Thursday, October 15, 2009

Turner Classic Movies Celebrates the Legacy of Singer-Songwriter Johnny Mercer in a Special by Clint Eastwood


When Turner Classic Movies contacted me about reviewing a show about Johnny Mercer, my immediate thought was, “Johnny who?” I’m ashamed to admit that I’d never heard of Johnny Mercer! But when I heard some of the titles of the songs he wrote, I became intrigued to find out more about the “man behind the music.” He may not be a household name (at least not for those who are my age or younger), but Johnny Mercer co-wrote some of the best loved songs of the 20th century, such as:

“Hooray for Hollywood”
“Jeepers Creepers”
“That Old Black Magic”
“Moon River”
“The Days of Wine and Roses”
“Too Marvelous for Words”
“You Must Have Been a Beautiful Baby”
“One for My Baby (and One for the Road)”
“Accentuate the Positive”
…and many, many more

Johnny Mercer was born in 1909 in Savannah, Georgia. His parents were fairly well-off, but Johnny was always described as a “country boy,” with his gap-toothed smile and everyman looks. One of his ancestors was in military service under George Washington’s command! But Johnny left his home to make it big on Broadway and in Hollywood. He initially set out to be a film star, but eventually became better known for the songs he penned. Bing Crosby sang a lot of his songs and helped him to make it in Hollywood. And Johnny co-wrote songs with more than 170 people, eventually earning 18 Oscar nominations (and winning 4 of them), writing songs for nearly 100 Broadway shows, and selling more than 12 million records. He received a posthumous Tony nomination in 1983 when Seven Brides for Seven Brothers (one of my favorite musicals) went to Broadway. He was also a co-founder of Capitol Records, where he made the bold move of signing up the unknown Nat King Cole, which broke a lot of racial barriers in the industry during that time.

Turner Classic Movies is now commemorating the life of this remarkable man with a new special and film series. On Wednesday, November 4, at 8:00 PM EST, they will premiere the special, Johnny Mercer: The Dream’s on Me, executive-produced by Clint Eastwood. This special has interviews with many famous people, including Julie Andrews, John Williams, Andre Previn, Cleo Laine, Leonard Maltin, Jack Lemmon, and more. It also delves into Johnny’s personal life, including his family’s history as prominent citizens of Georgia, his marriage to Ginger (the child of Russian Jewish immigrants), his love story with Judy Garland, his struggles with alcohol, his many friendships, and the adoption of his two children. He died in 1976 after surgery to remove a brain tumor and is now buried in his beloved Savannah.

Numerous performances of Johnny’s work are shown in this highly entertaining special by legends such as Ella Fitzgerald, Fred Astaire, Andy Williams, Pearl Bailey, Dinah Shore, Rosemary Clooney, Tony Bennett, and Lena Horne. Past interviews with Johnny himself are also highlighted. After Johnny Mercer: The Dream’s on Me airs on Wednesday, November 4, TCM will present several classic films on which Johnny worked every Wednesday night in November. They include:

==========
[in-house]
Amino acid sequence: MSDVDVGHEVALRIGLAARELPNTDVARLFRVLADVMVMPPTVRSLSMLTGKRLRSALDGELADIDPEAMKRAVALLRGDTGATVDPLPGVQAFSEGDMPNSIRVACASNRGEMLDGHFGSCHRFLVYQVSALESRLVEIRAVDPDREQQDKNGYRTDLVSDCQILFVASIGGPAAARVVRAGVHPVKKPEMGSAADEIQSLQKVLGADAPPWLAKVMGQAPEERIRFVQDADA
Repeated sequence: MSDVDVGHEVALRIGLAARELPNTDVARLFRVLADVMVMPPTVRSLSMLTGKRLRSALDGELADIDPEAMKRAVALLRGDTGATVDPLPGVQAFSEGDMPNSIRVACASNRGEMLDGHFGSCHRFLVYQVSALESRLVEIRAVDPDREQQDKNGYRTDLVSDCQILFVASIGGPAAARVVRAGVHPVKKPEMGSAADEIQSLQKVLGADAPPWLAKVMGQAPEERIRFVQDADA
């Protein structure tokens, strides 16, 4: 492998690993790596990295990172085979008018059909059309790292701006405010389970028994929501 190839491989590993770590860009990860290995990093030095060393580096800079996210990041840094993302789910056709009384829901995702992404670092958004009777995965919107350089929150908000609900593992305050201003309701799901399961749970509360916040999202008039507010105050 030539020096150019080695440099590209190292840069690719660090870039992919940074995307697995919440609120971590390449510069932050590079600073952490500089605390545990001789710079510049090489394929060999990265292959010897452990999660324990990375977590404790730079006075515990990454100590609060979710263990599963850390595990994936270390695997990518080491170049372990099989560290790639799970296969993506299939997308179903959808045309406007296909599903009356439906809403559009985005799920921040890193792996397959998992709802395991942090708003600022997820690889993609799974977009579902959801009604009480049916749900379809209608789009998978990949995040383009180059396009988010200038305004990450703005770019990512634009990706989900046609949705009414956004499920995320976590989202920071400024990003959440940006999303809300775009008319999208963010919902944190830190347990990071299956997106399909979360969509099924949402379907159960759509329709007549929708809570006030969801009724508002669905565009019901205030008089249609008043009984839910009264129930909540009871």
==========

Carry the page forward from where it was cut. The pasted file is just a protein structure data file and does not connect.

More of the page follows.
Seven Brides for Seven Brothers (1954)
Blues in the Night (1941)
Hollywood Hotel (1937)
The Harvey Girls (1946)
Breakfast at Tiffany’s (1961)
The Days of Wine and Roses (1962)
The Americanization of Emily (1964)
Li’l Abner (1959)
The Belle of New York (1952)

On November 18, the anniversary of his birth, TCM will show an entire day’s worth of Mercer’s shows. If you’re a fan of Mercer’s work, you’ll definitely want to catch this series and, especially, the special by Clint Eastwood. If, like me, you weren’t familiar with Johnny Mercer’s name before now, please do yourself a favor and learn about this brilliant man. All music, film and theater lovers should know about the remarkable contributions that Johnny Mercer made during the 20th century.

Visit Turner Classic Movies at http://www.tcm.com/movienews/index/?cid=254875 to learn more about Johnny Mercer: The Dream’s on Me.

And enjoy the trailer below for Seven Brides for Seven Brothers, which features a terrific selection of songs from the movie. (Those viewing this review via email will need to click on the title of this post to go to the blog page.)







DISCLOSURE: I received a complimentary copy of the DVD, Johnny Mercer: The Dream's on Me, to facilitate this review. No other compensation was provided.

4 comments:

  1. WHOA WHOA WHOA! Yes, I agree that Johnny Mercer was a great lyricist, and occasionally wrote his own music. But, please give credit where credit is due. Of all the songs you list as being composed by Mr. Mercer, he actually wrote the music for none of them. For example, when "Moon River" or "Days of Wine & Roses" are heard, how can you not think of Henry Mancini, the composer.

    So, as much as I look forward to seeing this documentary, your blog is giving people the wrong impression, that Johnny Mercer is solely responsible for some of our most beloved songs.

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  2. I did note that Johnny Mercer worked with more than 170 collaborators. Often, according to the special, he did the lyrics and somebody else did the music, or they worked on it together. I never meant to imply that Johnny Mercer deserves SOLE credit for many of those songs. However, without a doubt, most of them would not have existed without Mercer's contribution.

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  3. Don't get me wrong, I'm a big Johnny Mercer fan, but the whole article could be fixed and made more accurate by changing the word "wrote", before your list of songs, to "co-wrote".

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  4. Thank you for your suggestion. I appreciate your sharp eyes and attention to detail. I just made the change.

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